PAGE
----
This archived article was written by: Riley Spears
From playing ball in their parent’s driveway to playing on the same court at the B-DAC, brother and sister Chandler and Megan are again playing for the same school. The duo has helped College of Eastern Utah to a respective season in both men and women’s hoops.
After a grueling Scenic West Athletic Conference Tournament last weekend in North Idaho that left the men in second place and the women losing in the first game, the two finally got a chance to sit down and talk about their year.
Playing for the same college as his sister helped Chandler decide to come back to play for the Eagles his sophomore year after serving a two-year mission for the Church of Jesus Christ of Latter-day Saints.
His first year he red-shirted, then played for Coach Bryan “Z” Zollinger his second year. “I had offers to play at other schools, but having Megan here helped me decide to come back and play for CEU when I got off my mission.”
Megan and Chandler corresponded a lot throughout his mission. “We talked a lot about us both playing here , and even though not ever playing together would also be cool.” While at Emery, the two Pearsons never had a chance to play together because Chandler is four years her senior; Chandler is 23 years old while his sister is 19.
The two enjoyed their experience of being part of the athletic program and living in the same dorm, Burtenshaw. “Living in the same building has been fun and being able to travel together. We are together a lot.”
Growing up in the same house and living in the same dorm has been a plus for the siblings. “It’s good because we had some years apart so its back to living together after four years,” Chandler said.
When discussing their pick-up games in their parent’s driveway while growing up, Chander and Megan smiled and agreed that he has been winning since the seventh grade. He plays a lot harder when competing against Megan to “toughen her up.” Megan said her dad helps a lot with her game.
The two can be critical of each other after games. “We know each other’s strengths and know when to help each other out. I’m not sure that is critical, just helpful of each other,” he said.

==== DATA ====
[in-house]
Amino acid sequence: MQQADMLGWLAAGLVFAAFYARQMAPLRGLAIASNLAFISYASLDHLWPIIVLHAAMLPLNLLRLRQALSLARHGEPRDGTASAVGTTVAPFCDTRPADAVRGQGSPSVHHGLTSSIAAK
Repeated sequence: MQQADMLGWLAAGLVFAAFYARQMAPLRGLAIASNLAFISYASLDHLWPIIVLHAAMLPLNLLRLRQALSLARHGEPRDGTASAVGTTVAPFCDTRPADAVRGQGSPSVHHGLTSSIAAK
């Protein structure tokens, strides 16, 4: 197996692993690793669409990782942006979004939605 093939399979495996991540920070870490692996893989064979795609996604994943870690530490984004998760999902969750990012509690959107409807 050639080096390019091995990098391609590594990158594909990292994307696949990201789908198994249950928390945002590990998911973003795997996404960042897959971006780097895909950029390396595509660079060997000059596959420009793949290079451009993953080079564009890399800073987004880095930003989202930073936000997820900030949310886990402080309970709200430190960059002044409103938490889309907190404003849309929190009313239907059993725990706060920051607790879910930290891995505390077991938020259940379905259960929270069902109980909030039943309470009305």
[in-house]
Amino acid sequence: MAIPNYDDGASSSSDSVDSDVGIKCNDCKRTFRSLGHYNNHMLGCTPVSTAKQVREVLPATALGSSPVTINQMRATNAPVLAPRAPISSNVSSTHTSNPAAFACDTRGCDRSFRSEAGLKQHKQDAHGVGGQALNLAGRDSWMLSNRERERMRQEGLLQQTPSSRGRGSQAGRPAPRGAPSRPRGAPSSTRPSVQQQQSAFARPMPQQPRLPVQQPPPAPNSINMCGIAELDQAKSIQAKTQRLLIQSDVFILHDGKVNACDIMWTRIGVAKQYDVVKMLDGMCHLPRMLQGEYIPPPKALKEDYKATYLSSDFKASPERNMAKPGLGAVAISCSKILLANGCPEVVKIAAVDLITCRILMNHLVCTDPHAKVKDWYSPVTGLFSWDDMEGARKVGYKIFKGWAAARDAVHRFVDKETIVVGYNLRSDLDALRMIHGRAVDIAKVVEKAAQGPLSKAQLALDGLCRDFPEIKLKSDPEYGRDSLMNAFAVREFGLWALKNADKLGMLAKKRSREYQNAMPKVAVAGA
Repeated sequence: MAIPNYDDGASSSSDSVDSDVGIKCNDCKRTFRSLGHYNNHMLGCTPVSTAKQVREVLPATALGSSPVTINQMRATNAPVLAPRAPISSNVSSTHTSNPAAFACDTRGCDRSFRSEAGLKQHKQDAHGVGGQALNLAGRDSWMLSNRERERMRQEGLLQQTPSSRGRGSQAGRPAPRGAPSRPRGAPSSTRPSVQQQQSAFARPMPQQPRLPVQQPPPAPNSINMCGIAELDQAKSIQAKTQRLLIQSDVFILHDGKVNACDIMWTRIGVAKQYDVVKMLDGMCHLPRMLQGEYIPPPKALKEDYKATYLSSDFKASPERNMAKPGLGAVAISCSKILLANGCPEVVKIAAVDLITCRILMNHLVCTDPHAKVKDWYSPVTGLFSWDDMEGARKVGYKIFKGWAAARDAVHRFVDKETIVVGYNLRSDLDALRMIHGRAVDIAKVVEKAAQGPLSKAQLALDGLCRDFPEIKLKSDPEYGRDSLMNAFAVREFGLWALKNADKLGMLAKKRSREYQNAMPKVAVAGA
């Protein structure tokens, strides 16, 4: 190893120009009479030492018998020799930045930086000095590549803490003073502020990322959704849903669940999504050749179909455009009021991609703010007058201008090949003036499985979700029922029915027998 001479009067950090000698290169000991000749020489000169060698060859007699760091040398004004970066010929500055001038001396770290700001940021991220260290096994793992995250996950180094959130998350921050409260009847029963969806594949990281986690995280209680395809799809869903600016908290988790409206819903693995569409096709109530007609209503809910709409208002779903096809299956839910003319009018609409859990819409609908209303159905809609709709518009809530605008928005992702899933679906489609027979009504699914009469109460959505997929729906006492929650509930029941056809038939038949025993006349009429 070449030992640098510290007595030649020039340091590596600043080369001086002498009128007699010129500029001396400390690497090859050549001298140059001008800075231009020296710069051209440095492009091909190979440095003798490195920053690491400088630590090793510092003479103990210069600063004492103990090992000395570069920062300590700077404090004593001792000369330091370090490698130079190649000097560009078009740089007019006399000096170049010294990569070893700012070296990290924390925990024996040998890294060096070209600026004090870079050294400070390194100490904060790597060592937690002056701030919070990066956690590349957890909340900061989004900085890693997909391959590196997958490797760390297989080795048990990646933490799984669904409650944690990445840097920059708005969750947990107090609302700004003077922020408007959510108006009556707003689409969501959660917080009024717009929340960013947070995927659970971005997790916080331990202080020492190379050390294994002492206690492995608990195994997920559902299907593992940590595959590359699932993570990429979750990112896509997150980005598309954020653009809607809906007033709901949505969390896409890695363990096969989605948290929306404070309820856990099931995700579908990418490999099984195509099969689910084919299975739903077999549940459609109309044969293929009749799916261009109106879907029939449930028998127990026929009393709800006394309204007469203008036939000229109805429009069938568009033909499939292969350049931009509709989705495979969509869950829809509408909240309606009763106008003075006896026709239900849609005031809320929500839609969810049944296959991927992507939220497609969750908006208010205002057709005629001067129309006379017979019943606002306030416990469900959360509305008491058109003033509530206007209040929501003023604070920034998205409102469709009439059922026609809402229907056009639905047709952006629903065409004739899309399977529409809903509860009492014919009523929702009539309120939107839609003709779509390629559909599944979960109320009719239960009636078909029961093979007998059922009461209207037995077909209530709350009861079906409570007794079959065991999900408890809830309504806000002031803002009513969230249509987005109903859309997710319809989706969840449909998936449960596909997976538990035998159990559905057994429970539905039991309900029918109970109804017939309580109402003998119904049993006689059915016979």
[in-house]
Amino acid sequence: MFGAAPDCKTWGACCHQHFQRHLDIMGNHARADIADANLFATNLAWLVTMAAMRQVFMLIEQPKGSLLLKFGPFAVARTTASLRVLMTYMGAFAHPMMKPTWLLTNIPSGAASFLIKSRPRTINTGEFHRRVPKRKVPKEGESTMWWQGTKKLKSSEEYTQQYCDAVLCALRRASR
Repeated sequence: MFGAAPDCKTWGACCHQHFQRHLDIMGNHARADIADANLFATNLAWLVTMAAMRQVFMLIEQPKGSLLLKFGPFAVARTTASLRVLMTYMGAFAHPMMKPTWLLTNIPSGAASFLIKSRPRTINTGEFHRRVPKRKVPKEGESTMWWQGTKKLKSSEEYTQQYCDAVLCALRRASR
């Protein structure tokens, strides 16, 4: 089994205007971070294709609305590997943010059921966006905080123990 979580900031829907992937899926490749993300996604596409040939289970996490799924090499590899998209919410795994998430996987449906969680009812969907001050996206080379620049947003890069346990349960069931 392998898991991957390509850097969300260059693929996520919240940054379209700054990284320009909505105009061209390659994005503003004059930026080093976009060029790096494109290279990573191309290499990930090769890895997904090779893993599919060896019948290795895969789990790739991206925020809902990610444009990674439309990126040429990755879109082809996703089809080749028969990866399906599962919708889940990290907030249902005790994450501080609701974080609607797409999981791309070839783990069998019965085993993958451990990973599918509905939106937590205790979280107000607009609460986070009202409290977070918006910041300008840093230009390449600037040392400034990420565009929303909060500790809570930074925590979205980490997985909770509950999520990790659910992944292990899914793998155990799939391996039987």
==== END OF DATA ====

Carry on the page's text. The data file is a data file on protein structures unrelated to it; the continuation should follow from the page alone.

Since Chandler is Megan’s older brother, he has always been protective of her. “However, with her dating Aaron [England], I don’t have to worry. Even when I was on my mission, my old teammates would always take care of her and kind of be that older brother for me and look out for her.”
The Pearson’s parents liked the fact that they could watch Megan and Chandler play basketball each night in the same arena. With the women playing the first game and the men the second, the parents spent hours in the same seat watching the two ball games each night. It worked out well for them to support the two teams each night.
“As we hit our late teens, we became best friends while maintaining our sibling rivalry,” Chandler said. “Then the summers after graduation, we both seemed to grow up and grew a lot closer. We fought a lot until we graduated and that summer we got closer and both grew up,” he said.
Chandler believed that serving a two-year mission helped him become a more complete basketball player. “I had a couple of return missionaries on the team my freshman year and they were bigger mentally and physically than I was. While in New York on my mission, I was able to grow up a lot, plus it helped me with confidence and to become physically bigger by 20 pounds.”
Megan plans to play her sophomore year at CEU. “Coach Dave Paur takes care of us like we are his kids and I really like him. It’s nice being close to home, but away at the same time.”
Since Chandler is a sophomore and graduating, he plans to play at Utah Valley University, Southern Utah University or the University of Alaska next season. He also is engaged and getting married on May 9 to Lieren Grow of St. George. Megan says she is exited for him now that basketball is over. “We can start to get more excited and plan the wedding.”